The quote at the end of the story about the poor always being with you is from Deuteronomy, which says, "You always have the poor with you, but never cease to be open-handed with anyone who is need." (Dt 15:11) The extravagant gift of grace is the means and source for generosity of spirit, for a radical turn around where all are equal.

Jesus preached an upside down kingdom, or as I like to call it, an upside down Commonwealth. It literally means common wealth, wealth that is commonly shared and held for all. This is a radical sharing of love and hope as well as goods and services. The Sermon on the Mount, while being a political manifesto, is a spiritual tour de force. Beginning with the beatitudes, which are remarkable in and of themselves... We are honoured in God's sight. We are honoured by God's love. We are honoured and blessed into new lives that transform and change the world. The end of the Sermon on the Mount is the story of the person who builds a home on rock that can withstand floods and storm. The rock is the spiritual foundation of love, a radical love, an extravagant love, an outrageous love that inspires us to acts of courage, action, discipleship and love in turn! And lest we think that this discipleship is exclusively Christian, we must think again. Jesus affirmed those who healed and challenged and spread the gospel of love but who did not know who Jesus was. And so, operating out of this legacy, we seek to embrace and enhance the spiritual traditions that people find meaningful and that startle us into a wonderment at the gift of life, a true change that chooses life for all over fear or death. "Get busy livin' or get busy dyin'," said Andy to Red in Shawshank Redemption. Moses offered two choices, the way of life and the way of death. "Choose life," said Moses.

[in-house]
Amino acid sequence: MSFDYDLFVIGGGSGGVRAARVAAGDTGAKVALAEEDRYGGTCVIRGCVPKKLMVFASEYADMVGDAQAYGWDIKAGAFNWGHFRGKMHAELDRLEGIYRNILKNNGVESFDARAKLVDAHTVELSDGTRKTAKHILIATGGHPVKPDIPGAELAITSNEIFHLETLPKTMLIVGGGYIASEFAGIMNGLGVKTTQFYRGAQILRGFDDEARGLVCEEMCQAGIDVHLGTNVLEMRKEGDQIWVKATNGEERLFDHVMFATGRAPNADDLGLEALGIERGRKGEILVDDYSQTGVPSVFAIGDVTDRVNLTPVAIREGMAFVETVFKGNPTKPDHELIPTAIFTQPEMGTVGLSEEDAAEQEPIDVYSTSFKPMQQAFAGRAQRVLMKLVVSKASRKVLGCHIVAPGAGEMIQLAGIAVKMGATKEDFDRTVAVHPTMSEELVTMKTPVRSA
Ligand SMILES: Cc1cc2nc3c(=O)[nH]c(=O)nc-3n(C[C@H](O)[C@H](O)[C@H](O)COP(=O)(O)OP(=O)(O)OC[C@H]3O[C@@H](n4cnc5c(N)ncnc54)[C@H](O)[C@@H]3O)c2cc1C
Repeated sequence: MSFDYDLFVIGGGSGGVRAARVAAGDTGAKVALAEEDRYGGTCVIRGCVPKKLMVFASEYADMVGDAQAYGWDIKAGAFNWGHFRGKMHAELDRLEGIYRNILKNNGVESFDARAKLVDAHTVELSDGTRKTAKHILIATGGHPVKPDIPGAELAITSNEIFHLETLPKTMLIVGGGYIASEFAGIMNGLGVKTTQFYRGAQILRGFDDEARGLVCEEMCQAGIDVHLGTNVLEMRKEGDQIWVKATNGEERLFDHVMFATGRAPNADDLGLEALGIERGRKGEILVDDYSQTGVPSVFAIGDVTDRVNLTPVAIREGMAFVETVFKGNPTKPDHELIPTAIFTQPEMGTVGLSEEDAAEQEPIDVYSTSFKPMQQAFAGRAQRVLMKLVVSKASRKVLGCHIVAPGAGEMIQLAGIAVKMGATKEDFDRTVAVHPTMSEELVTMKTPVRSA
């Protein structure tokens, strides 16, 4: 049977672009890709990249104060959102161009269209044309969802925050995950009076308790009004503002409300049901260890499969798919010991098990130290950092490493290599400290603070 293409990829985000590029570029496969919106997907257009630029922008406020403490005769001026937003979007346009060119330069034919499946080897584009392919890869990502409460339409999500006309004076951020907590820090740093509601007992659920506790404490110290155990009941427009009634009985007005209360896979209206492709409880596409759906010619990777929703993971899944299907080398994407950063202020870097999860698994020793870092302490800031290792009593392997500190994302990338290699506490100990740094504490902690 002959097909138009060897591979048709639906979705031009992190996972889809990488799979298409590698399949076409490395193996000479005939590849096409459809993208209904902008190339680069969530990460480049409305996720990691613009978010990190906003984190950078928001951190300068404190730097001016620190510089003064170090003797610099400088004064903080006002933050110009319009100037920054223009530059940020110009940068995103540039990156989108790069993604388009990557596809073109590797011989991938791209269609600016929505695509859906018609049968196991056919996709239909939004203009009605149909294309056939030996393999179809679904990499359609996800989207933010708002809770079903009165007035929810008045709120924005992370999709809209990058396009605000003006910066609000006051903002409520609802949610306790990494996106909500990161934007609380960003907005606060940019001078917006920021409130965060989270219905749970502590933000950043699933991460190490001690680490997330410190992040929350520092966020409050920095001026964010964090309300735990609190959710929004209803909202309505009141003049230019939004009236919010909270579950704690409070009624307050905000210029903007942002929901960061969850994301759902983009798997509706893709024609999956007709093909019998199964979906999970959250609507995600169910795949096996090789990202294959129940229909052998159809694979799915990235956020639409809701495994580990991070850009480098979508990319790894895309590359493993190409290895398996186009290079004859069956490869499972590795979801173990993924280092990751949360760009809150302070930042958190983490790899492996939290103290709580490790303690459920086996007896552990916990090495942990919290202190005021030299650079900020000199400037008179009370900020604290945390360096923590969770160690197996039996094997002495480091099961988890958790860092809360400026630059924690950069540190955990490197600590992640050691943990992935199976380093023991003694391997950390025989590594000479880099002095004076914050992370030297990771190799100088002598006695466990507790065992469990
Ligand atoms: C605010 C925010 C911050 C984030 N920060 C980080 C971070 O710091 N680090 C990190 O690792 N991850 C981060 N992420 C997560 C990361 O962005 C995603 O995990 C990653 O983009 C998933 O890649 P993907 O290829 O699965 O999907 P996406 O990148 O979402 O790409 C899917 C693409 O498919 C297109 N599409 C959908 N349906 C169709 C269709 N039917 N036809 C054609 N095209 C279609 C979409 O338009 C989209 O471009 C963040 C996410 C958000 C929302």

Richard Rohr advocates that action and contemplation, or social justice and spirituality, are different sides of the same coin. True and deep spiritual groundedness leads us to engage the world for change and the end to oppression, injustice and hopelessness. We want to partner with other spiritual traditions and groups to work together to live the upside down Commonwealth of God. We are all evolving together into a deeper sense of our humanity and a deeper sense of what it means to be connected to one another in this great creation God has made.

In this time of developing peace and hopefulness in our world, we dare to live connected to the Source of Wisdom, the Source of blessing that affirms we are all worthy of an abundant life, the Source of life that affirms, "Behold you are a new creation!" as Paul said in last week's passage.

The Spirit is at work among us, folks. It is loose in the world. We cannot send the Spirit back. The Shekinah is loose and blowing a firm breeze into our lives, shining a bright light into despair and hopelessness, oppression and fear. We are part of this process of unfolding. God is doing a new thing among us. We do perceive it and we do choose to join this force for a radical renewal of all life.

Amen.